The owner of a car dealership I once knew was regarded by most who knew him as a complex man. He demanded that each working day started with a motivational team talk which was compulsory for all employees. An hour later the staff and patrons of the take-away restaurant across the road would roll their eyes and shake their heads as his daily ranting started – furiously shouting and swearing at employees who somehow managed to trigger his extremely sensitive temper. Similar outbursts would erupt throughout the day, but before closing shop he would call everyone in to thank them for their contributions on that day and habitually make an effort to ask for forgiveness if his “terrible temperament” had caused him to offend or hurt anyone on that particular day.

Done and dusted and everything okay? Well no – continuous high employee turnover, low levels of employee engagement, and lack of motivation manifested in a culture of constant internal conflict and poor service delivery which led to the total demise of the dealership within two years. All that in spite of an excellent location and a considerable initial capital investment which should have been enough to carry the business through until it became profitable. The owner had no option but to close the doors and retire, another potentially lucrative business which came to nothing.

So what really went wrong here? This is a classic (perhaps extreme) illustration of how a leader’s behaviour – and I’m not judging him for struggling to align his admirable intentions with his daily behaviour – can trigger a strong threat-disengage response in people’s brains, and ultimately lead to complete failure. In previous posts on neuroleadership, I have explained how our brains react to perceived “threats” and “rewards” in the social environment (in particular our needs for  status, certainty, autonomy, relatedness or fairness) in the same way and with the same intensity with which it reacts to physical threats (e.g. a predator, pain) and rewards (e.g. food, money). What I did not emphasize before was that threat responses have a greater impact and are far more powerful and easier to trigger than reward responses. This means that leaders need to be extremely attentive in managing perceived social threats in the workplace as these could ultimately have a severely destructive impact on the organization’s survival and success.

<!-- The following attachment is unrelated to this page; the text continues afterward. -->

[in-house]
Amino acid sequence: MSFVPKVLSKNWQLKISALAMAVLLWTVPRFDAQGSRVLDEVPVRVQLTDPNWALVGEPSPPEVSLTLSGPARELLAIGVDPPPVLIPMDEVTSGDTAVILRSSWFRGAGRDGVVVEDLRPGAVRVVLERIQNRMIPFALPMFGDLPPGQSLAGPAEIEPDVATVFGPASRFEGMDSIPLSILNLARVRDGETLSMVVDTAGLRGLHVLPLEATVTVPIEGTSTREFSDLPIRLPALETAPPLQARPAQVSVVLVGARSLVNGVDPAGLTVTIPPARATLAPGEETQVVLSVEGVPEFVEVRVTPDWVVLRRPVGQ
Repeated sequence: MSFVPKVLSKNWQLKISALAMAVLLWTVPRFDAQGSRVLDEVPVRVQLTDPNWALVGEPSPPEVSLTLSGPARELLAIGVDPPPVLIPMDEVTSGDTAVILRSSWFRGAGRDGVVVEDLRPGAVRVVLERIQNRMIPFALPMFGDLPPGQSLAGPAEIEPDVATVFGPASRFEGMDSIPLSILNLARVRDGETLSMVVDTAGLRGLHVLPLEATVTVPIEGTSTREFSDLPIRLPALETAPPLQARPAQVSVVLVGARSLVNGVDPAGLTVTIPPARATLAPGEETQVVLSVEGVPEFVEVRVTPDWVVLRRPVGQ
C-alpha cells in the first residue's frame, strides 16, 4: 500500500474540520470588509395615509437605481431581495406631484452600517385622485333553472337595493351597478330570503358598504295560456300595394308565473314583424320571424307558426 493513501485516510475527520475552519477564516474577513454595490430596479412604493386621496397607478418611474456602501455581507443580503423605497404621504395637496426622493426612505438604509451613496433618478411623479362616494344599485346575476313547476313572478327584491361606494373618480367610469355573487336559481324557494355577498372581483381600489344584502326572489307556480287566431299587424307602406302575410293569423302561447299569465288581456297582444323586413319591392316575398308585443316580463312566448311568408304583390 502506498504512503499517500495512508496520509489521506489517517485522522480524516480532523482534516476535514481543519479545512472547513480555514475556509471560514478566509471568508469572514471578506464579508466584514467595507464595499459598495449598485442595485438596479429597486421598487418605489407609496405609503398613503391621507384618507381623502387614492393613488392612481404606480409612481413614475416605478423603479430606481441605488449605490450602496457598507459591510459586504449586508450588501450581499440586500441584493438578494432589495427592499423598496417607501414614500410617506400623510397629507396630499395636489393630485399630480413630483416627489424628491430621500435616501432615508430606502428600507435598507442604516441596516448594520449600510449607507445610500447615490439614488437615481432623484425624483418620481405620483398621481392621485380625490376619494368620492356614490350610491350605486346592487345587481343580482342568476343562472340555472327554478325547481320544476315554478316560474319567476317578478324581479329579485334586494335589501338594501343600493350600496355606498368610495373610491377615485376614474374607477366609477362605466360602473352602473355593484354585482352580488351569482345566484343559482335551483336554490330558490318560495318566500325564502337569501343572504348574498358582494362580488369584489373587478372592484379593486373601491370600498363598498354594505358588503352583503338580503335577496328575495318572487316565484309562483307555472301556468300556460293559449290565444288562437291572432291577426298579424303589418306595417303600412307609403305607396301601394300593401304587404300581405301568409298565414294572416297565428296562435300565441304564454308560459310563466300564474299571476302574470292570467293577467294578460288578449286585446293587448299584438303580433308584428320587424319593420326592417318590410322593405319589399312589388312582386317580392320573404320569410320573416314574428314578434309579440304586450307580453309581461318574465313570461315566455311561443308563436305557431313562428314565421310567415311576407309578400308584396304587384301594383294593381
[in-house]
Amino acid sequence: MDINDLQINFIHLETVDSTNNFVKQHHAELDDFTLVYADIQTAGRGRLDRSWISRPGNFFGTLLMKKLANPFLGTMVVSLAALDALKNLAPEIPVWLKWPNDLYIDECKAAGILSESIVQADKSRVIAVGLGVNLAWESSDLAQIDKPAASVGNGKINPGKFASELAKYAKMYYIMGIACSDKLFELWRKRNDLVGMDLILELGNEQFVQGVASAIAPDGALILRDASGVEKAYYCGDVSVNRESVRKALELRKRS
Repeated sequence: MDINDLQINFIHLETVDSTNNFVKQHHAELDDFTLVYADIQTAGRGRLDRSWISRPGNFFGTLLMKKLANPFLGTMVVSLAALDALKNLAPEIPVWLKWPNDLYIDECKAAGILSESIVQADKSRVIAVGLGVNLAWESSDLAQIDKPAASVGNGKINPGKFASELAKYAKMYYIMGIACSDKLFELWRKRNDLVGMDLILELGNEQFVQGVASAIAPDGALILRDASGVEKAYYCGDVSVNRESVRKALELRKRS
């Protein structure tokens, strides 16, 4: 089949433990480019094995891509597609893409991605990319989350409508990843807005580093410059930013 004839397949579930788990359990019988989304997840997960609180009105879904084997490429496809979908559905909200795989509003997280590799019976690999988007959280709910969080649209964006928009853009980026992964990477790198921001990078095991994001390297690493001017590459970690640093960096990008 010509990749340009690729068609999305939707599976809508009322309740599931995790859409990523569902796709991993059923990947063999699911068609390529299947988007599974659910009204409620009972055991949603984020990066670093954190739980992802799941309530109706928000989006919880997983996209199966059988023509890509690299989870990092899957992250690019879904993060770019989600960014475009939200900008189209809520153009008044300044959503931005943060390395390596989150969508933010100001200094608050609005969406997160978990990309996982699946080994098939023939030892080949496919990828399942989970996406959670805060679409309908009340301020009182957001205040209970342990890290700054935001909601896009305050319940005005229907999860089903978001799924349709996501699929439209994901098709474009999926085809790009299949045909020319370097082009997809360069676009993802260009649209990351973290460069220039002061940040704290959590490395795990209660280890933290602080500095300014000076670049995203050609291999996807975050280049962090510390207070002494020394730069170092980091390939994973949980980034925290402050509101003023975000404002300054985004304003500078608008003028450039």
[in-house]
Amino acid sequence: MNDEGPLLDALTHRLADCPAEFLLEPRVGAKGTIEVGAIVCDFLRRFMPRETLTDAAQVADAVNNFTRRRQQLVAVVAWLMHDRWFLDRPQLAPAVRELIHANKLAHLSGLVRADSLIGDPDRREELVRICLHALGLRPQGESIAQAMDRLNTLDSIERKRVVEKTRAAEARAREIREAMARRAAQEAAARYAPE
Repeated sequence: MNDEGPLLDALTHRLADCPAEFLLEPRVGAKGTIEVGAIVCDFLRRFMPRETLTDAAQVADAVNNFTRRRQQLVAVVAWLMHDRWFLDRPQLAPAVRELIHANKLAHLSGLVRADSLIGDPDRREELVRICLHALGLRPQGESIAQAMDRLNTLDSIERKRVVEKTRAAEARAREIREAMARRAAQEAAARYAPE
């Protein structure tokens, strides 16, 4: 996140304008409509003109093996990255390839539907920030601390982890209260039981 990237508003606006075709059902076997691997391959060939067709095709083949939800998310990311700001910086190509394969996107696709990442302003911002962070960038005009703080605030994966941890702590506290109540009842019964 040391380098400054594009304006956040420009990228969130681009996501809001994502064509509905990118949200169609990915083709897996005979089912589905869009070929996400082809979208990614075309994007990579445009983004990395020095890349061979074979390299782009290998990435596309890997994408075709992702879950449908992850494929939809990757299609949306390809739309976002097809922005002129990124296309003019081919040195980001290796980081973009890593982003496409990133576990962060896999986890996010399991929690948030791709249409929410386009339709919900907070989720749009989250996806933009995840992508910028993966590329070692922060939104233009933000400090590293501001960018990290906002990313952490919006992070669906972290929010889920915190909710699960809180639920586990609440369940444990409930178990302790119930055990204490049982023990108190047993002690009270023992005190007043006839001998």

What I am saying is that in spite of the somewhat romantic notion that many of us hold which states that good always ultimately triumphs over evil, overwhelming evidence from research in different fields indicates that to the human psyche, the impact of “bad” is much stronger than the impact of “good”. In other words, leaders engaged in equal amounts of “good” and “bad” interactions with their followers are heading downhill fast.

In an article published in the Review of General Psychology the authors provide fascinating and very convincing evidence from different fields of study and research that people perceive negative experiences much more intensely than positive experiences. The effect of these negative experiences also seems to have a greater impact and to last longer than the effect of positive ones.

For example, studies have shown that a single traumatic experience can have long-term and even permanent effects on an individual’s health, happiness, outlook, self-worth and general behaviour. On the other hand there is little or no confirmation that a single positive experience can have even nearly the same impact. In one study participants were monitored as they processed the joy of receiving $50 and the anguish of losing $50. The researchers concluded that people were much more troubled over losing the money than they were happy about receiving the same amount.

Consider personal relationships – it could be logically assumed that relationships would last if we have more constructive and positive interactions than negative and destructive interactions. Well, research confirms this, but what might come as a surprise is the ratio between positive and negative interactions which is needed to maintain a steady relationship. Dr. John Gottman, author of 190 published academic articles and author or co-author of 40 books on relationships, studied more than 2,000 married couples over four decades. He proposes that for a relationship to succeed and remain stable, positive and good interactions must outnumber the negative and bad ones by no less than five to one. If the ratio drops lower than that, the relationship is unlikely to last. This means that contrary to what we might expect, the long-term success of our relationships actually depends more on not doing bad things than on doing good things. Gottman’s findings had been confirmed by several other researchers in recent years.

Numerous studies have concluded that we experience negative emotions more intensely than positive emotions. An interesting approach to this was studies which looked at language – the code with which we describe emotions. These studies concluded that negative emotions were more fully represented (there were more words to describe them) than positive emotions. One study which looked at words that described emotions showed that 62% described negative emotions while only 38% described positive emotions. Another looked at all the words in the English language describing personality traits and found that an overwhelming 74% of the total described negative traits.